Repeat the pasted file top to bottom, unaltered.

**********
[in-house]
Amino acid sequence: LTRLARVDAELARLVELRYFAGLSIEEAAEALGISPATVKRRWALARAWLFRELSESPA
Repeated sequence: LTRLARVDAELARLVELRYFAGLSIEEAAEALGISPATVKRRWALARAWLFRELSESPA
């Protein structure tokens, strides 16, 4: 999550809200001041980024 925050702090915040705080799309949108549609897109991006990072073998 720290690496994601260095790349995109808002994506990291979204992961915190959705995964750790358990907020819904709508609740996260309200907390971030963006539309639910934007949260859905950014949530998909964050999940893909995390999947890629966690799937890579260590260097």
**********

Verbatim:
[in-house]
Amino acid sequence: LTRLARVDAELARLVELRYFAGLSIEEAAEALGISPATVKRRWALARAWLFRELSESPA
Repeated sequence: LTRLARVDAELARLVELRYFAGLSIEEAAEALGISPATVKRRWALARAWLFRELSESPA
């Protein structure tokens, strides 16, 4: 999550809200001041980024 925050702090915040705080799309949108549609897109991006990072073998 720290690496994601260095790349995109808002994506990291979204992961915190959705995964750790358990907020819904709508609740996260309200907390971030963006539309639910934007949260859905950014949530998909964050999940893909995390999947890629966690799937890579260590260097």